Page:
As we have responded to the varied governmental, health and educational authorities, there has been a lot of confusion. Schools have been trying to reopen and are finding extreme difficulty in making decisions that meet the needs of students and parents. Some of our schools are in high COVID-19 concentration communities and bringing students back can be a health risk to students and teachers. Other schools are less vulnerable and can either provide a hybrid approach or completely live attendance for their students. Other schools are going back and forth with their decisions based on feedback, infection rates or other factors.
This whole process has been confusing and has contributed to the deterioration of the mental health and well-being of children and families. In a recent article in the New York Daily News, Dr. Rosy Chhabra and Dr. Alicia Menard-Livingston have brought these issues to the forefront.
Here are some quotes from the article:
In New York City just yesterday, reopening plans changed again, with Mayor de Blasio announcing a second delay in the restart date. First it was Sept. 10, then Sept. 16, with in-school learning starting Sept. 21. Now in-school learning is pushed back again, to late September or early October, depending on the age of the student.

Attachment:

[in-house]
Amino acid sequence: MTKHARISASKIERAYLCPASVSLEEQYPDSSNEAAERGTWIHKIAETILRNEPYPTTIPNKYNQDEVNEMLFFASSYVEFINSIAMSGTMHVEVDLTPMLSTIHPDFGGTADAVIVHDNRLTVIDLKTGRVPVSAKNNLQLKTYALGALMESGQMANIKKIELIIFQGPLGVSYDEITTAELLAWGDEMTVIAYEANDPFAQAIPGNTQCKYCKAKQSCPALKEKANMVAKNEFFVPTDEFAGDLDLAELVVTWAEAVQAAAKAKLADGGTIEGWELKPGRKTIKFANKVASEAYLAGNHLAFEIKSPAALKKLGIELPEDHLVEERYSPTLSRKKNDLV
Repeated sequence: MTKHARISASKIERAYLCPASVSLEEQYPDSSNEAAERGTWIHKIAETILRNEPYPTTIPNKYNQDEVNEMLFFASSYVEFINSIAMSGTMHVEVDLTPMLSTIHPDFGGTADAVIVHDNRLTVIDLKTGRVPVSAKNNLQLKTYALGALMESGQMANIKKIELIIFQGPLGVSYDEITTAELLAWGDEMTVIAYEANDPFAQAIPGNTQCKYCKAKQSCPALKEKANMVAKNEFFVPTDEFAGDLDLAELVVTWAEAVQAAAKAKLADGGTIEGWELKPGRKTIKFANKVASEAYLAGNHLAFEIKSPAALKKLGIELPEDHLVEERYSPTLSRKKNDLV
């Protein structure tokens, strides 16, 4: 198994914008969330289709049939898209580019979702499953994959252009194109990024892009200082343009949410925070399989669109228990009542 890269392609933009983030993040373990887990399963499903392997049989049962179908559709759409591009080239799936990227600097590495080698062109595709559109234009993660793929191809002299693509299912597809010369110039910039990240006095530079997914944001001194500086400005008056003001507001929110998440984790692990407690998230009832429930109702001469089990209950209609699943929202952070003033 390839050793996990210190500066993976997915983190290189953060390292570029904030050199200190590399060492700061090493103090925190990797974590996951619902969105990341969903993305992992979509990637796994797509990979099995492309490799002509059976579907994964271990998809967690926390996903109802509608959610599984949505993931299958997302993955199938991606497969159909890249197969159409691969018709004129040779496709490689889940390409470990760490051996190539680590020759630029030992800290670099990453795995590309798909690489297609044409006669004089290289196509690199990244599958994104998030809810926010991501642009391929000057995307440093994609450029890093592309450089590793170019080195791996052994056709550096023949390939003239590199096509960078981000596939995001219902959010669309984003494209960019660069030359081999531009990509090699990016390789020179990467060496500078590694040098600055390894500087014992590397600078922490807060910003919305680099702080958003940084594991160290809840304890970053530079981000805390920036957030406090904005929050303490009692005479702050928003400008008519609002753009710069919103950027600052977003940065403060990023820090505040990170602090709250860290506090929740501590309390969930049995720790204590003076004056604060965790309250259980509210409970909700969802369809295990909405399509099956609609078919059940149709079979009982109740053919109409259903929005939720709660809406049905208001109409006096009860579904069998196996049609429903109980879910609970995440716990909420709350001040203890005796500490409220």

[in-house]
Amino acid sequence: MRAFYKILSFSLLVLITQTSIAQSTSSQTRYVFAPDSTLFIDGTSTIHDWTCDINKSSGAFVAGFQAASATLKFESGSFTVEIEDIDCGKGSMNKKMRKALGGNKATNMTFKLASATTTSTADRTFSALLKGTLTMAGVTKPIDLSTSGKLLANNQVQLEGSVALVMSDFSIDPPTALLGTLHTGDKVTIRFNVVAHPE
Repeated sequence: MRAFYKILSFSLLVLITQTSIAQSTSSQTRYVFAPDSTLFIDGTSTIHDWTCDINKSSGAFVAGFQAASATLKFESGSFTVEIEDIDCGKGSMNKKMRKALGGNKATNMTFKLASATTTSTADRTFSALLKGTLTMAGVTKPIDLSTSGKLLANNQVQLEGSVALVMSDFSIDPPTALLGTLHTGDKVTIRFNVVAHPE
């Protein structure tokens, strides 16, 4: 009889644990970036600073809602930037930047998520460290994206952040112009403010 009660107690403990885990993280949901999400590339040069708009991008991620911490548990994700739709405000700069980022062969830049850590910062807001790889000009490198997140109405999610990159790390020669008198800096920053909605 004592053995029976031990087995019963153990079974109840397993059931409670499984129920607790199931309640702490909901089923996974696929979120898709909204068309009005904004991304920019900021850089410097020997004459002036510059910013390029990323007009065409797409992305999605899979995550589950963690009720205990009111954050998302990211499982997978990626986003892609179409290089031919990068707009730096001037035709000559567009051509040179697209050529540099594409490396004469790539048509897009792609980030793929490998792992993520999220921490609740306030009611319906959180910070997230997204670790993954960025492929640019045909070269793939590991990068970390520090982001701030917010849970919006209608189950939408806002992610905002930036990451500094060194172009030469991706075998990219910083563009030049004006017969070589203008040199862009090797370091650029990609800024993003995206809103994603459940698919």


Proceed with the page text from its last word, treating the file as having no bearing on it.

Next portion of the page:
Through this — and with parents daily absorbing an array of confusing and sometimes conflicting guidance about reopening — children are in a state of constant uncertainty, potentially causing anxiety or trauma, as they struggle to adjust to a fluctuating situation.
On top of this, we cannot forget that many children have experienced loss and suffering within their own families, as a result of the pandemic. It is reasonable to believe that this whole experience can induce trauma-related symptoms in children. And these can have devastating long-term effects.
The article goes on to give advice to help children cope with this rollercoaster of changes and corresponding emotions. Here is the link to the rest of the article.
A resource for schools is also available on Lakeside’s website. Our Neurologic Initiative has provided a filmed symposium that is available for schools to give them perspective, concepts and tools to help students return to school in a positive and supported way.Feel free to check it out at www.lakesidelink.com and look up our Neurologic training.
These are extremely difficult days for our children and older students. We have opportunities to help them regulate, cope and find some equilibrium in their lives as they return to schools.